To the eyes of a toddler, the world is a never-ending source of amazement and constant frustration. Your toddler is soaking up information about the world, making new connections and learning new things every day. Your baby’s world is constantly expanding as they are learning new skills all the time. Learning can be frustrating, and it’s not uncommon for toddlers to express frustration when their ambition develops faster than their skills. Just imagine living in an adult-sized world when you are less than 3 feet tall. As a parent, you can help your toddler by providing a supporting and encouraging environment and giving your child access to plenty of stimulation.
By 12-15 months, most toddlers can:
Say a few words, perhaps including “daddy,” and “mommy,” and a few other words.
Wave bye-bye, either to people or objects (for reasons experts are still trying to figure out why, babies wave “bye-bye” a lot more often than they wave “hello!”).
Point to things to play with or look at.
Understand and respond to verbal commands.
By 12-15 months, some toddlers are trying to:
“Use” household objects and appliances (phones, utensils, remote controls, vacuum cleaners).
Take books down from shelves or out of piles, and leaf through them independently.
Communicate with you via gestures, when she sees that you can\’t understand what she\’s saying.
By 12-15 months, a few toddlers can:
Use five words.
Point to a limited number of objects, people, or pictures as you name them (i.e., “cat,” “dog,” “baby,” etc.).
Follow simple directions, including “Follow me!” or “Please give that to me.”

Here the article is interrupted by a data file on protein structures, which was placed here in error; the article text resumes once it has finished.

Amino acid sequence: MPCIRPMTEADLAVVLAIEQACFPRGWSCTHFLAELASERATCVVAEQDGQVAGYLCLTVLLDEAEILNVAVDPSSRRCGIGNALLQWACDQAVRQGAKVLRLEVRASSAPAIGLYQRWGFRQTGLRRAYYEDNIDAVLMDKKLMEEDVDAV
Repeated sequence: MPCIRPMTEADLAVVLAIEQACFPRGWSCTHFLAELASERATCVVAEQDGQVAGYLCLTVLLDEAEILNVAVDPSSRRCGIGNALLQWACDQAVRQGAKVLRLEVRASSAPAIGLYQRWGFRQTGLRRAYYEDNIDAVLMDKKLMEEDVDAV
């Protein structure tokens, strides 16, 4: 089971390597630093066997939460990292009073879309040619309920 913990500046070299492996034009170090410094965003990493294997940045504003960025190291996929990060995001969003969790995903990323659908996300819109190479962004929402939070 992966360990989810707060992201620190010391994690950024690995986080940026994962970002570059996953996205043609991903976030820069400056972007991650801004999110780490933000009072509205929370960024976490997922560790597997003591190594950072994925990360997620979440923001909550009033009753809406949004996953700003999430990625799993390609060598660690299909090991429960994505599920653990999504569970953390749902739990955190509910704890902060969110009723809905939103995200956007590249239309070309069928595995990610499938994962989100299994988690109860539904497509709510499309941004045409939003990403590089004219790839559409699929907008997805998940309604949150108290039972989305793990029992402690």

Shake head to indicate “no” or nod for “yes.”
Recognize and point to body parts, like “belly” and “head.”
Remember each toddler is different. It’s never productive to compare your toddler to others. Just try to provide a healthy environment and enjoy watching your toddler discover the world around him or her. Continue reading to and with your child. The benefits of reading are profound and linked to all manner of healthy cognitive development in the coming months and years.
More in milestones:
12-15 Months: Emotional Development
12-15 Months: Physical Development
Why developmental milestones will make you crazy
- Centers for Disease Control and Prevention
- Important Milestones: Babies at 18 Months.
National Institutes of Health
- Developmental Milestone Records – 18 Months.
Texas Department of Assistive and Rehabilitative Services
- Developmental Milestones.
Wisconsin Child Welfare System
- Developmental Stages of Infants and Children.
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